Before or after you buy your land, you need a survey. That is, unless you already know the property boundaries.
Surveyors install monuments at property boundaries. Surveyors use monuments in your area and also legal land descriptions to determine your property boundaries.
Survey monuments are locations that have been determined by a licensed surveyor. They may consist of a piece of rebar driven into the ground with a stamp, marked washer etc that bears the identifying mark of the surveyor. These survey monuments installed by a licensed surveyor can be used as legal evidence in a court of law.
It is illegal and immoral to remove, deface or move surveyor monuments. There are often fines and plus fees for resetting the monuments. Surveyors keep legal records of dates and times when monuments were set. Also, these are often recorded by the county.
Just because it is illegal to remove or move a survey monument doesn't mean that people don't do it. It's also illegal to rob banks, but people still do it. So, if you are in a property dispute, and your neighbor doesn't like the survey monument locations, it may be wise to set some posts in concrete near the monument and take pictures incase your neighbor tries to pull them out and move them when you aren't looking. Wouldn't it be awful to pay for a survey, have your neighbor move the monument and then you put up your fence in the wrong location?
Obviously, yo will need the corners of your property marked. But there are additional points you may want mark on your property. Did you know that surveyors can help you in other ways?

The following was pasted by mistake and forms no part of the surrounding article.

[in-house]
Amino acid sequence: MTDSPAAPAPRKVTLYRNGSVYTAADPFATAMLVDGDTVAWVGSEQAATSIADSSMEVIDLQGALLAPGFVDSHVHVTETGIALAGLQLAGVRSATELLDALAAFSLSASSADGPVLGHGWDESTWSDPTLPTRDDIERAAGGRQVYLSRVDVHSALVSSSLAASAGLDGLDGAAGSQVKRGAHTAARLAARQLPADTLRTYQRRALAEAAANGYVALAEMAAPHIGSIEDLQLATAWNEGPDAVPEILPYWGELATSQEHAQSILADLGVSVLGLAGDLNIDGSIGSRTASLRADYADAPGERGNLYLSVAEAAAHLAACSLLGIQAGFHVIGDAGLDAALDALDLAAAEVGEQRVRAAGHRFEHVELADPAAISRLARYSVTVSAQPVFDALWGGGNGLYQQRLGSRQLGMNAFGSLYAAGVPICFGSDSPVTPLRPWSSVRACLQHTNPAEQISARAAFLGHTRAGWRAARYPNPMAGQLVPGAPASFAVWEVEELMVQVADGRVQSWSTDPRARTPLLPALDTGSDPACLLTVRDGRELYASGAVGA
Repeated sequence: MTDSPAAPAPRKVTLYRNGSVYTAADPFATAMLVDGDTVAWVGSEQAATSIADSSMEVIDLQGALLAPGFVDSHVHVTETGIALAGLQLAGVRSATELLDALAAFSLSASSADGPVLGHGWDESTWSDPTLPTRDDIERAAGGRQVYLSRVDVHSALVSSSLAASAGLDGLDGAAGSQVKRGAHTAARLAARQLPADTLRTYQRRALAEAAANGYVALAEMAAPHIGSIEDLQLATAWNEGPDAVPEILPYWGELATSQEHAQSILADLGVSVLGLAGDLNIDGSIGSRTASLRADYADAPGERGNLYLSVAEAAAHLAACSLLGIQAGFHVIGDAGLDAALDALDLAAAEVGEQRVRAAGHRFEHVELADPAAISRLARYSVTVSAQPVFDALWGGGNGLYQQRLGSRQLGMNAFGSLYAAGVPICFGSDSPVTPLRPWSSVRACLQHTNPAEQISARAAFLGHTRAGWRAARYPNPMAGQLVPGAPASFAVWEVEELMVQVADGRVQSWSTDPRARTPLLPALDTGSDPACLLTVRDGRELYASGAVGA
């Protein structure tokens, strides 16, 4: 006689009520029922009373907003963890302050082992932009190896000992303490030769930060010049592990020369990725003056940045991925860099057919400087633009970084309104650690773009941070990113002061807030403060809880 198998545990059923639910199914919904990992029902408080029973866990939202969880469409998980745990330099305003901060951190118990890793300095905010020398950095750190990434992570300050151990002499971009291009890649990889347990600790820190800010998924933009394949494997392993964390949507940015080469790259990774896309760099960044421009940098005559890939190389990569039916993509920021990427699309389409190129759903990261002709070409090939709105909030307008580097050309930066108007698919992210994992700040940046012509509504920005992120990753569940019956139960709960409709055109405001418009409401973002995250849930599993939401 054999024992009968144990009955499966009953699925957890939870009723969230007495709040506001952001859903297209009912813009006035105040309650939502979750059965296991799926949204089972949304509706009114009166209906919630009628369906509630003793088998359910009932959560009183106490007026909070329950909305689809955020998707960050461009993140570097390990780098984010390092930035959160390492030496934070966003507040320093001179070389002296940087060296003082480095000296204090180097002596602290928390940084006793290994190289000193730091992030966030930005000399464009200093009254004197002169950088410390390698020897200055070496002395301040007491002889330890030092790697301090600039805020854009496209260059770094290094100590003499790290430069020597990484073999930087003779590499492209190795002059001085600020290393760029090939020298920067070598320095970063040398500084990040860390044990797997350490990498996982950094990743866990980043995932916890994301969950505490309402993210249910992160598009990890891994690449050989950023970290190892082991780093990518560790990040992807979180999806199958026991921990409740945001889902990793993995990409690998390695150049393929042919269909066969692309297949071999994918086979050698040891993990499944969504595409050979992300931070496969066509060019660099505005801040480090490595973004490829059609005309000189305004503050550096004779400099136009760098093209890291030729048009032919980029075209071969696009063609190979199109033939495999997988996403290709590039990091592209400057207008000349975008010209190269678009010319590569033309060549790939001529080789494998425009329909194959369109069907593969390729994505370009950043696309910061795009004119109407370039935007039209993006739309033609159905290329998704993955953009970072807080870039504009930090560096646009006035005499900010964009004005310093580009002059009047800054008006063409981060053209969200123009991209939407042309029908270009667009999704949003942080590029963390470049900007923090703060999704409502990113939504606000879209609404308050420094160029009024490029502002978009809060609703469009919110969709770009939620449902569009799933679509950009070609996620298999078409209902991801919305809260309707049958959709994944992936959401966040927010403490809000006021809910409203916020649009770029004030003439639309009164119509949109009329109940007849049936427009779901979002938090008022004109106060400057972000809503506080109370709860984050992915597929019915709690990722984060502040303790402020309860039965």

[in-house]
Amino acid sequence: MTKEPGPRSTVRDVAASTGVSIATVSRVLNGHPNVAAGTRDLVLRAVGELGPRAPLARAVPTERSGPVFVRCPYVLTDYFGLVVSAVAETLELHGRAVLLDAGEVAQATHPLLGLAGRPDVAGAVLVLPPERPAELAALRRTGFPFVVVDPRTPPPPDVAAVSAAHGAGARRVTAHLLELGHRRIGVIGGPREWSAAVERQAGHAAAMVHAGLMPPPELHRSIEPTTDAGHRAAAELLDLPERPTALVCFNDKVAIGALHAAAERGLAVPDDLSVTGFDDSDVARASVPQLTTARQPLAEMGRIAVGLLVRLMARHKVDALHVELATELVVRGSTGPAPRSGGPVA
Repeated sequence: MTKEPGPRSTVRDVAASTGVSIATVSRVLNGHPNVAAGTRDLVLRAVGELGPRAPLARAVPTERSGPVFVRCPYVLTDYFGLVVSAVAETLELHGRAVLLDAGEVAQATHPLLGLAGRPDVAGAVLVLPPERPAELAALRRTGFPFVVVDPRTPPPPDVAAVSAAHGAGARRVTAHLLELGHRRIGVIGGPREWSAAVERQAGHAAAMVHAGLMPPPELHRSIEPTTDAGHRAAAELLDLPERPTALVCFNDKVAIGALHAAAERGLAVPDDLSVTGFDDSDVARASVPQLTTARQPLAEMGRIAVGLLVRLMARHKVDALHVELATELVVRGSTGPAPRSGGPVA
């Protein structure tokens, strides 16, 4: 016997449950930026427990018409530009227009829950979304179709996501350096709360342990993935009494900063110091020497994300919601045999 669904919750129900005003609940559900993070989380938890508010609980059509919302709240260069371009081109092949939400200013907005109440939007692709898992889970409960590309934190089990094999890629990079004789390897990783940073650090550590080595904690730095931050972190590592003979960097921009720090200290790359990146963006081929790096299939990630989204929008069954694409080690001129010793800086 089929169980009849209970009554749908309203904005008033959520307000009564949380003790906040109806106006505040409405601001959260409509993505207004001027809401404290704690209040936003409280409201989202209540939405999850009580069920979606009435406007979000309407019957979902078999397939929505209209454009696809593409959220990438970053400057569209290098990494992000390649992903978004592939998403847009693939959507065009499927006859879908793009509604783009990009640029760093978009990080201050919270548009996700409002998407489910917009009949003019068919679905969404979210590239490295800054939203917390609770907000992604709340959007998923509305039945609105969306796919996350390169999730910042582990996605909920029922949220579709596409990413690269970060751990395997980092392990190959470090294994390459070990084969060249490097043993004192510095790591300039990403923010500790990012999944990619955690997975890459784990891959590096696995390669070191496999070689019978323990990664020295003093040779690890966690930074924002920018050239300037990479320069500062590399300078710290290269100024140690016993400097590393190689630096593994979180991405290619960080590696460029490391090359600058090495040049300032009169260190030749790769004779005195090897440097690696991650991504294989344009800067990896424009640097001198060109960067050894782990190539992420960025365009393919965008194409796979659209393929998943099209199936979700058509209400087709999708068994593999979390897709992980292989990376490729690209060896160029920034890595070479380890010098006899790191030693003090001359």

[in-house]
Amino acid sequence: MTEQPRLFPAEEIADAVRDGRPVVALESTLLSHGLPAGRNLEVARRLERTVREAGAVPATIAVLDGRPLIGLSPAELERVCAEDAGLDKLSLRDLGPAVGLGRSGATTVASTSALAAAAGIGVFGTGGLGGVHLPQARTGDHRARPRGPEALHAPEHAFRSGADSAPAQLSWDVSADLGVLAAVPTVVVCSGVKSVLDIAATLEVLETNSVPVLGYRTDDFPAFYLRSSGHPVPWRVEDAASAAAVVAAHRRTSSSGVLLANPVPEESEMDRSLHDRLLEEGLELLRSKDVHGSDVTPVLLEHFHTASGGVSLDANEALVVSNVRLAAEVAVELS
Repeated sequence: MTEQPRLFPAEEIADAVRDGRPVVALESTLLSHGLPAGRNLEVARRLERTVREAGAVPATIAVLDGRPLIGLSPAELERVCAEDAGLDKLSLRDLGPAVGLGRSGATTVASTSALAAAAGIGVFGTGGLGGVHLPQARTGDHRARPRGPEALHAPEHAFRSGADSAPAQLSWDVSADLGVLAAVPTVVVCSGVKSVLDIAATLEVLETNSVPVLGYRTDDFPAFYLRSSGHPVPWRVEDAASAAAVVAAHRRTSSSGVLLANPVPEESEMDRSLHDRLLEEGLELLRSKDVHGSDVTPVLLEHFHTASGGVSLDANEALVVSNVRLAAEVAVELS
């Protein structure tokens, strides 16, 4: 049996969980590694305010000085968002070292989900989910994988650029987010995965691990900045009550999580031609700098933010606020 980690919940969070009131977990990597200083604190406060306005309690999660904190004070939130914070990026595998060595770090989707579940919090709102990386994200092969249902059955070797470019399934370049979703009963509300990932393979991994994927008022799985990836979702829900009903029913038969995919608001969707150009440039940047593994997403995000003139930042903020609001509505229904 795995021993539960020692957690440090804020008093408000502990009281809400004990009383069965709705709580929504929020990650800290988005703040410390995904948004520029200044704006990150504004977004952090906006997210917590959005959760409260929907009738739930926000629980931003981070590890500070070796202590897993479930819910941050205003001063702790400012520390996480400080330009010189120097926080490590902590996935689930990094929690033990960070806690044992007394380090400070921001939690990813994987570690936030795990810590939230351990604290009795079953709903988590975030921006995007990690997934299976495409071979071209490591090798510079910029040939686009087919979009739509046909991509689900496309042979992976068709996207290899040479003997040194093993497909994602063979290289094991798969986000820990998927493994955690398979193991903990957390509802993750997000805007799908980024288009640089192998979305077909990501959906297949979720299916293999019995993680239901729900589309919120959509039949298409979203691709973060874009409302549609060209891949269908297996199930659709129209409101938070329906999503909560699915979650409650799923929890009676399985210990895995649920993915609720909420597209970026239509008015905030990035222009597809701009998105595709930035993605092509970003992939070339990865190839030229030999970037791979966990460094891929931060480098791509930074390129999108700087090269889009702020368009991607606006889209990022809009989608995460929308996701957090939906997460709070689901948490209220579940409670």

Surveyors can also :
Requested Survey Points may include:
Many surveyors charge a rate or dollar amount per hour. You can save money by having:
After the survey is done, you will probably need to find the survey markers again. Survey markers are usually rebar or nails driven into the ground with poofy plastic attached on top. Or they can be stakes driven into the ground. You can mark them with tape on nearby flags. You can take pictures of them or make notes on your map (ie: 3 feet north of flagged tree and 2 feet to the west) in case they get buried in dirt, blowing debris or branches. Wouldn't it be frustrating if you paid for the survey but couldn't find a corner marker?
To find survey markers that are "lost", you will probably need a metal detector to locate the rebar.
The information on this website is for informational purposes only. Use at your own risk. I am not responsible.